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Clin Ther. 2008 Jul;30(7):1180-95.

Topiramate monotherapy in the treatment of newly or recently diagnosed epilepsy.

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Department of Clinical Neuroscience, Section of Neurology, Sahlgren University Hospital, Göteborg, Sweden.



The efficacy of topiramate (TPM) as an adjunctive treatment for epilepsy has been established in placebo-controlled clinical trials. Clinical trials of antiepileptic monotherapy usually evaluate low and high doses of study drug or compare study drug with another active agent.


This article reviews available evidence for the use of TPM as monotherapy in patients with newly or recently diagnosed epilepsy.


A search of MEDLINE, EMBASE, BIOSIS, SCISEARCH, and the Cochrane Database of Systematic Reviews (all years) for reports of controlled trials of TPM monotherapy in patients with recently diagnosed (within the previous 3 years) epilepsy was conducted in January 2008 using the terms topiramate, epilepsy, newly diagnosed, recently diagnosed, and monotherapy. Identified trials were included in the review if they were published in peer-reviewed journals and enrolled > or = 20 patients.


Three randomized, double-blind, controlled trials met the criteria for inclusion in the review. In a comparison of TPM 50 and 500 mg/d, the higher dose was associated with significantly greater freedom from seizures at 6 months compared with the lower dose (54% vs 39%, respectively; P = 0.02). The time to first seizure was significantly associated with mean plasma TPM concentrations (P = 0.015). In a comparison of TPM 50 and 400 mg/d, the time to first seizure was significantly longer with the higher dose compared with the lower dose (P<0.001, Kaplan-Meier analysis), and the probability of 12-month seizure freedom was significantly higher (76% vs 59%, respectively; P = 0.001). Again, the time to first seizure was significantly associated with mean plasma TPM concentrations (P = 0.029). In a comparative study of TPM 100 and 200 mg/d, carbamazepine 600 mg/d, and valproate 1250 mg/d, there was no significant difference in rates of 6-month seizure freedom with TPM 100 and 200 mg/d (49% and 44%, respectively), carbamazepine (44%), and valproate (44%). Adverse events in the 3 studies were similar between TPM dose groups, although the incidence generally increased with increasing doses, occurred early in treatment, and decreased with prolonged therapy. In a pooled analysis of the 3 trials, the most commonly occurring adverse events during dose titration were paresthesia (25%), fatigue (16%), dizziness (13%), somnolence (13%), and nausea (10%); the most frequent adverse events during maintenance therapy were headache (20%), decreased appetite (11%), and weight loss (11%).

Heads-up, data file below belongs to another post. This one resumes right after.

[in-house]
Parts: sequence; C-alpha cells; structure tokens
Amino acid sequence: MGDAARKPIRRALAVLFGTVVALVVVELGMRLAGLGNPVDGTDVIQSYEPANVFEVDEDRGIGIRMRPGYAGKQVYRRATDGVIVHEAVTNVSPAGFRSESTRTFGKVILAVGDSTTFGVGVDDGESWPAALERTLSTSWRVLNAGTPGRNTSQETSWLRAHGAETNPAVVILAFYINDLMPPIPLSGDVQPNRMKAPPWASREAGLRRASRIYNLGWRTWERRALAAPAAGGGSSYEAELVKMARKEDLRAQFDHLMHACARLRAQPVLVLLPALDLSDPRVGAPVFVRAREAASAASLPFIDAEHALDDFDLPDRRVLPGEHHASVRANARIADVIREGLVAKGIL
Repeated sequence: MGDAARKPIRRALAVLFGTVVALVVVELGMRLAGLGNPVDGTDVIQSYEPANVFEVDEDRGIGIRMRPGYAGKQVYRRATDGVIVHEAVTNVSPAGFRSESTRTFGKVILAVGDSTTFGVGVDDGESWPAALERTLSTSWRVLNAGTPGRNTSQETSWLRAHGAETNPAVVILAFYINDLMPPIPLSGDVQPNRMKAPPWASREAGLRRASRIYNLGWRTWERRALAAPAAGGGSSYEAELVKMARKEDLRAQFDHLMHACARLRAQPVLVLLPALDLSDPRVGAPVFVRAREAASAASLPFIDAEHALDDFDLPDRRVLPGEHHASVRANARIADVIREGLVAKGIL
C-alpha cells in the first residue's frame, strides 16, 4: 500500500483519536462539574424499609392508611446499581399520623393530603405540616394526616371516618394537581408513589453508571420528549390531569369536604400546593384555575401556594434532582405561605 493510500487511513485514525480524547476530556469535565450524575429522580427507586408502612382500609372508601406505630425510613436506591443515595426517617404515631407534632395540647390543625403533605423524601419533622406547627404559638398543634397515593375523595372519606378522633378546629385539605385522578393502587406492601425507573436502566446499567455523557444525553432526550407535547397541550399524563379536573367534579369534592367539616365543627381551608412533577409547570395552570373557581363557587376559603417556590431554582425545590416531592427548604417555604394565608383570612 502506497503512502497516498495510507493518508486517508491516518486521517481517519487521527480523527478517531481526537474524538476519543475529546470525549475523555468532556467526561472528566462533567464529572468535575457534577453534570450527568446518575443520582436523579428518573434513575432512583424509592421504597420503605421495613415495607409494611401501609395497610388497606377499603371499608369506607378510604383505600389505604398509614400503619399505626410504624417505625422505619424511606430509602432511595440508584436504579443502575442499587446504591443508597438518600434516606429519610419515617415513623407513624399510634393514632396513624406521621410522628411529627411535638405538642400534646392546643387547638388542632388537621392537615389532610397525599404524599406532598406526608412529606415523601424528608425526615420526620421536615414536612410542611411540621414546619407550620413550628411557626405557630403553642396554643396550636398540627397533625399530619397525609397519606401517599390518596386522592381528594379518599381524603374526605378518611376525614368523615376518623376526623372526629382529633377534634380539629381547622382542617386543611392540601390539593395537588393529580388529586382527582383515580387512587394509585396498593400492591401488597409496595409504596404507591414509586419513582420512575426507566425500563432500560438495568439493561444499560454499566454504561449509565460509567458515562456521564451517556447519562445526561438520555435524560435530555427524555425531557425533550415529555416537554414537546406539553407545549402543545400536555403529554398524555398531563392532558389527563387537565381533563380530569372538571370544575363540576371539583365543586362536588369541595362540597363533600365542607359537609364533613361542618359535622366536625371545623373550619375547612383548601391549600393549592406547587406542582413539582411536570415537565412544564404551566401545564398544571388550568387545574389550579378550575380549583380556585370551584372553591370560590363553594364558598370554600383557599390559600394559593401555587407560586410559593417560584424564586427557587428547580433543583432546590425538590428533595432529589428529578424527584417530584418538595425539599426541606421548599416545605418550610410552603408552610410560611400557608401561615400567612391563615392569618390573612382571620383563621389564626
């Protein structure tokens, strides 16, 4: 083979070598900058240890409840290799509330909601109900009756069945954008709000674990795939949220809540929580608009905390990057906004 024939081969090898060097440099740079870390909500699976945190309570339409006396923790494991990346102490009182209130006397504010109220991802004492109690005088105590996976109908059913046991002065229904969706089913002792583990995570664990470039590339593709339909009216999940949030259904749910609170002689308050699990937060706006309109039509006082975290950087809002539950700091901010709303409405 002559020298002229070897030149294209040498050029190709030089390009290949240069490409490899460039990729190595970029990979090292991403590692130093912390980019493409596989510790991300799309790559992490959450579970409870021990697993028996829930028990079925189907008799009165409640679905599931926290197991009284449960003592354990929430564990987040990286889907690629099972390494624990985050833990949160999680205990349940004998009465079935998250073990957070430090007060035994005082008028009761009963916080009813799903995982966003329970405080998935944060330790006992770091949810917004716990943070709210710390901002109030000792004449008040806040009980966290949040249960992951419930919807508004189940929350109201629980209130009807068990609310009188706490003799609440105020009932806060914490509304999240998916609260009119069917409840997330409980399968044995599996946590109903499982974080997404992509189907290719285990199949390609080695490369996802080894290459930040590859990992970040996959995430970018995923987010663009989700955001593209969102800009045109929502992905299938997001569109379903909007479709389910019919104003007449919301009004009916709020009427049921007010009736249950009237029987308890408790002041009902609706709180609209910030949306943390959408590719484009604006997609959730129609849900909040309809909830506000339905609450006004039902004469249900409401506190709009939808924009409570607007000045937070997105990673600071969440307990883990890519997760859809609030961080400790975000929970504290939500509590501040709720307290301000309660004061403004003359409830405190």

In the 3 studies reviewed, TPM monotherapy was effective and generally well tolerated in patients with newly diagnosed epilepsy.

[Indexed for MEDLINE]

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